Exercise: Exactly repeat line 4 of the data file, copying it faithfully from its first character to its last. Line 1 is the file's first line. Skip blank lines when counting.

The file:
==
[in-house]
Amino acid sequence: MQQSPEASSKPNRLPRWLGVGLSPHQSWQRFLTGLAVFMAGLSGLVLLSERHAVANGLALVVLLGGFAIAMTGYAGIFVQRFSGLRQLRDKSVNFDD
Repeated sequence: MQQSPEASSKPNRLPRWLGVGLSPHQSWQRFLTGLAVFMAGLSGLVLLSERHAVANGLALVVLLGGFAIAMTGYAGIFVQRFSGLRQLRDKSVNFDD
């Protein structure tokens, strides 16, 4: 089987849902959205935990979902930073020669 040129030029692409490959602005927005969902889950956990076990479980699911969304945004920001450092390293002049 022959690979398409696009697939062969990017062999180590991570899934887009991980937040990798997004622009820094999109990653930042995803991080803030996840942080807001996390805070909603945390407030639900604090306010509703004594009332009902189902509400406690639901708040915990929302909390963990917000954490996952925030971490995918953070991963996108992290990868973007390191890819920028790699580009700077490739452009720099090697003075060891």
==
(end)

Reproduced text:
């Protein structure tokens, strides 16, 4: 089987849902959205935990979902930073020669 040129030029692409490959602005927005969902889950956990076990479980699911969304945004920001450092390293002049 022959690979398409696009697939062969990017062999180590991570899934887009991980937040990798997004622009820094999109990653930042995803991080803030996840942080807001996390805070909603945390407030639900604090306010509703004594009332009902189902509400406690639901708040915990929302909390963990917000954490996952925030971490995918953070991963996108992290990868973007390191890819920028790699580009700077490739452009720099090697003075060891």